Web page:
Dozens of supporters of President Donald Trump chanting “Stop the count!” descended on a vote-tallying centre in Detroit on Wednesday, as Americans on both political sides vented their anger and frustration over the undecided presidential contest at protests around the country.
The Detroit protests started soon before The Associated Press declared Democratic candidate Joe Biden had won Michigan.
Video shot by local media showed angry people gathered outside the TCF Centre and inside the lobby, with police officers lined up to keep them from entering the counting area. They chanted “Stop the count!” and “Stop the vote!”
In New York City, by contrast, thousands marched past boarded-up luxury stores on Manhattan’s Fifth Avenue calling for every vote to be tallied.
The march was largely peaceful, though police made at least 20 arrests after a smaller, rowdier group began protesting police misconduct.
In Chicago, protesters demanding a complete count marched through downtown and along a street across the river from Trump Tower.
Similar protests — sometimes about the election, sometimes about racial inequality — took place in at least a half-dozen cities, including Los Angeles, Seattle, Houston, Pittsburgh, Minneapolis and San Diego.
Michigan has been on edge for months over fears of political violence. Anti-government protesters openly carried guns into the state Capitol during protests over coronavirus restrictions in the spring, and six men were arrested last month on charges of plotting to kidnap Democratic governor Gretchen Whitmer
Earlier, the Republican campaign filed suit in a bid to stop the count, demanding Michigan’s Democratic secretary of state allow in more inspectors.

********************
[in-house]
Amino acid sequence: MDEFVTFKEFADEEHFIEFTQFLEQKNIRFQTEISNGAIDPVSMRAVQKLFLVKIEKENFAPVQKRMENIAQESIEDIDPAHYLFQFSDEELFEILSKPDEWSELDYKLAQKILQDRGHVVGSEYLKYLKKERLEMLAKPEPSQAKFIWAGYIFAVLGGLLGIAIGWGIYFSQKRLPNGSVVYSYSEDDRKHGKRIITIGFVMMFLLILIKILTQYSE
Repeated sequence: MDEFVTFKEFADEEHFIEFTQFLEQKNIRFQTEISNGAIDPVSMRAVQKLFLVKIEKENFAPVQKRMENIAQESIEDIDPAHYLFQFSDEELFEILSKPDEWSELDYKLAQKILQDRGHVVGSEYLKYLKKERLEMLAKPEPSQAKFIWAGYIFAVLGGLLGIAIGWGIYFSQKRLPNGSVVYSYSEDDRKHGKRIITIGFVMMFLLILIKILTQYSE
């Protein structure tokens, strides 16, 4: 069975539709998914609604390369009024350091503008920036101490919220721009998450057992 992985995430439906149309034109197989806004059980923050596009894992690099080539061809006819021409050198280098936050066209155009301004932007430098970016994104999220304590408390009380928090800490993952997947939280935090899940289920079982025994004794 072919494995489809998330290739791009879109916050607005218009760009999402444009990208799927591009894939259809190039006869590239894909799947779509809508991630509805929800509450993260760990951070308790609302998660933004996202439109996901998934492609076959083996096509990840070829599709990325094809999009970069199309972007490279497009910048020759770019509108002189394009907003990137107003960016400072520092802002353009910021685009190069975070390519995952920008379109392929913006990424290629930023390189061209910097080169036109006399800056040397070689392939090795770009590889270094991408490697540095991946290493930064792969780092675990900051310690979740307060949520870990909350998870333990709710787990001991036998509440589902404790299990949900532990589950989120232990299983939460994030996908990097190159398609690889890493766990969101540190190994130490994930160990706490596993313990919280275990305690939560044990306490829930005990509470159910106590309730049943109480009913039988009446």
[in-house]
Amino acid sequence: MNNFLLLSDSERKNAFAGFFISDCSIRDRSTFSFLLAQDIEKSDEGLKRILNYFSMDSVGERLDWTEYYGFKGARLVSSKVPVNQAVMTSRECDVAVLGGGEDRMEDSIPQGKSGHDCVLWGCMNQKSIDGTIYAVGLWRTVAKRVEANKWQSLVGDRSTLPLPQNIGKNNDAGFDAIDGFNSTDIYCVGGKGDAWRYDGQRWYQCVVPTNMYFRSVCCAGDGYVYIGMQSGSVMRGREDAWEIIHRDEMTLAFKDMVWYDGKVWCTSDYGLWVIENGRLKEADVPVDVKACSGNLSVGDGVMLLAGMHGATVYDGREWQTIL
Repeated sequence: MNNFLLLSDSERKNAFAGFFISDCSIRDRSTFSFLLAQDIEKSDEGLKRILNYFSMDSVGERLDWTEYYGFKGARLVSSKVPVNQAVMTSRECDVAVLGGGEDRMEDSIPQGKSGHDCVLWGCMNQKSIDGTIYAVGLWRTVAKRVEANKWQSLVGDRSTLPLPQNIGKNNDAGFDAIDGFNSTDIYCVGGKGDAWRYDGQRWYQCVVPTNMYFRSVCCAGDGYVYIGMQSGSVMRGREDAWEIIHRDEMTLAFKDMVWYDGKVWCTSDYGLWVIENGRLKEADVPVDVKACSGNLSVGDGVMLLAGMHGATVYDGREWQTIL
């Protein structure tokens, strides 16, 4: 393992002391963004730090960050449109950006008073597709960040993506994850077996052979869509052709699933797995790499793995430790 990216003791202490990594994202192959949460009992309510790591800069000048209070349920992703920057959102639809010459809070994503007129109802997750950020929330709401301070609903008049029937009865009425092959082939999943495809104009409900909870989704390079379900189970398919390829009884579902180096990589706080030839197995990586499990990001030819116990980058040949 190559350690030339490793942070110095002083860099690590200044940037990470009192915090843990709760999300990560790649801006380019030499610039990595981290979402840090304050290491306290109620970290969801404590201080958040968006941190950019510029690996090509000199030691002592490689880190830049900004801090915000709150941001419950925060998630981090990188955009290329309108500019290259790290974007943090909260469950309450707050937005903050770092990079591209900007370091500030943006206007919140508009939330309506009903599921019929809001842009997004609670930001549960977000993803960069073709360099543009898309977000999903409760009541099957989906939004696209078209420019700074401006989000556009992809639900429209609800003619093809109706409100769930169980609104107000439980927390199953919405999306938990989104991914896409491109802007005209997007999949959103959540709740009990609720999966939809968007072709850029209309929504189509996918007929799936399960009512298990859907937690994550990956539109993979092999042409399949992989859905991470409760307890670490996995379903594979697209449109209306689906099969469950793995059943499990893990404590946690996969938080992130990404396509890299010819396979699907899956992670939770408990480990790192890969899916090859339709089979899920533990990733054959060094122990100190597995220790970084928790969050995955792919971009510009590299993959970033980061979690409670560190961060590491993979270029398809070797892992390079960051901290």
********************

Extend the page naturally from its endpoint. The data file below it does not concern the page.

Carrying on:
Mr Trump has repeatedly insisted without evidence that there are major problems with the voting and the counting.
Michigan Attorney General Dana Nessel, a Democrat, insisted both parties and the public had been given access to the tallying “using a robust system of checks and balances to ensure that all ballots are counted fairly and accurately”.
On Tuesday night, scattered protests broke after voting ended, stretching from Washington DC to Seattle, but there was no widespread unrest or significant violence.
In Portland, Oregon, Richard March came to an anti-Trump protest despite a heart condition that makes him vulnerable to Covid-19.
“To cast doubt on this election has terrible consequences for our democracy,” he said. “I think we are a very polarised society now — and I’m worried about what’s going to come in the next days and weeks and months.”
The prolonged task of counting this year’s deluge of mail-in votes raised fears that the lack of clarity in the presidential race could spark conflict.
Other anti-Trump demonstrations were set for Wednesday evening, with protesters gathering in cities including Houston and Minneapolis.